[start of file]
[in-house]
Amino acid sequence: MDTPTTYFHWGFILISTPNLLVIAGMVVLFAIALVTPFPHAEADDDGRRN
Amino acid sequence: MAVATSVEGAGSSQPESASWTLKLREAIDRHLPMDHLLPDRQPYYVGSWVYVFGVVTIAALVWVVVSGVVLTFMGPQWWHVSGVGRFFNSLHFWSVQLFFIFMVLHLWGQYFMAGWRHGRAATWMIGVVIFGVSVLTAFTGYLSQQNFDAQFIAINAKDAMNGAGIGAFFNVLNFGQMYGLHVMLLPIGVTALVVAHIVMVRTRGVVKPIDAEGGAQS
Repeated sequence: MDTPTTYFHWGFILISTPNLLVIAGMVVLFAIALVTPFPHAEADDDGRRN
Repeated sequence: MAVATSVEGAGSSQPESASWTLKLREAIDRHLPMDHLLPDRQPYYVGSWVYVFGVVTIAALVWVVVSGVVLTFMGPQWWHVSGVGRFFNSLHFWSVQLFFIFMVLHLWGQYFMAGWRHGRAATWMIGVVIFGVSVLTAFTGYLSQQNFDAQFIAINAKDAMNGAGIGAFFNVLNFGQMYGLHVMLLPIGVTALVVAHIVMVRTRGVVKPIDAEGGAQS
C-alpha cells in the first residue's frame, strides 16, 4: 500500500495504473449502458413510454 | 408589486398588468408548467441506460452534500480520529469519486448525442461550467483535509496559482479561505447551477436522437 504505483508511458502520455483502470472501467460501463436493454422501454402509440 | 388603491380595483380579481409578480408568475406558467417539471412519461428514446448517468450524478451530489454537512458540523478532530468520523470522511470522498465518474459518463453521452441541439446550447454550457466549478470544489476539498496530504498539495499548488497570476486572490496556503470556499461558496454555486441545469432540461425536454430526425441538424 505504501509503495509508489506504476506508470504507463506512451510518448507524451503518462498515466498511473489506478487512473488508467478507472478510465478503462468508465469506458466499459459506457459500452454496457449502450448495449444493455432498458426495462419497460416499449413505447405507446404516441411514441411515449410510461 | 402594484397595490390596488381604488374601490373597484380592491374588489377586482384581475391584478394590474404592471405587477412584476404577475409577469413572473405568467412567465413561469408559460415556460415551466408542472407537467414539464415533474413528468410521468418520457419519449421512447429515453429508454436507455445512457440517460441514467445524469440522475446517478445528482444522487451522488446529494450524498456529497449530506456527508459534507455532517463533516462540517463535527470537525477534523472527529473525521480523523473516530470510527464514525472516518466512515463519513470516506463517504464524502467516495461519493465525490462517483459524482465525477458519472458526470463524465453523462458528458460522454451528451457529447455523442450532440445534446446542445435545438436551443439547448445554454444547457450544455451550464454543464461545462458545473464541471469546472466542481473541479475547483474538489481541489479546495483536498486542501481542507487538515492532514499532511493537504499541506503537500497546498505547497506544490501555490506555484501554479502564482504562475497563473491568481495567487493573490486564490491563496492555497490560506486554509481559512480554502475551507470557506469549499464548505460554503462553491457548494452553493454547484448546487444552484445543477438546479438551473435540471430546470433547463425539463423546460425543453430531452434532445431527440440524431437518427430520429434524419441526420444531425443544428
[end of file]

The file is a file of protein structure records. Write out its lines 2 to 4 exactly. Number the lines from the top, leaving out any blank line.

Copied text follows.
Amino acid sequence: MDTPTTYFHWGFILISTPNLLVIAGMVVLFAIALVTPFPHAEADDDGRRN
Amino acid sequence: MAVATSVEGAGSSQPESASWTLKLREAIDRHLPMDHLLPDRQPYYVGSWVYVFGVVTIAALVWVVVSGVVLTFMGPQWWHVSGVGRFFNSLHFWSVQLFFIFMVLHLWGQYFMAGWRHGRAATWMIGVVIFGVSVLTAFTGYLSQQNFDAQFIAINAKDAMNGAGIGAFFNVLNFGQMYGLHVMLLPIGVTALVVAHIVMVRTRGVVKPIDAEGGAQS
Repeated sequence: MDTPTTYFHWGFILISTPNLLVIAGMVVLFAIALVTPFPHAEADDDGRRN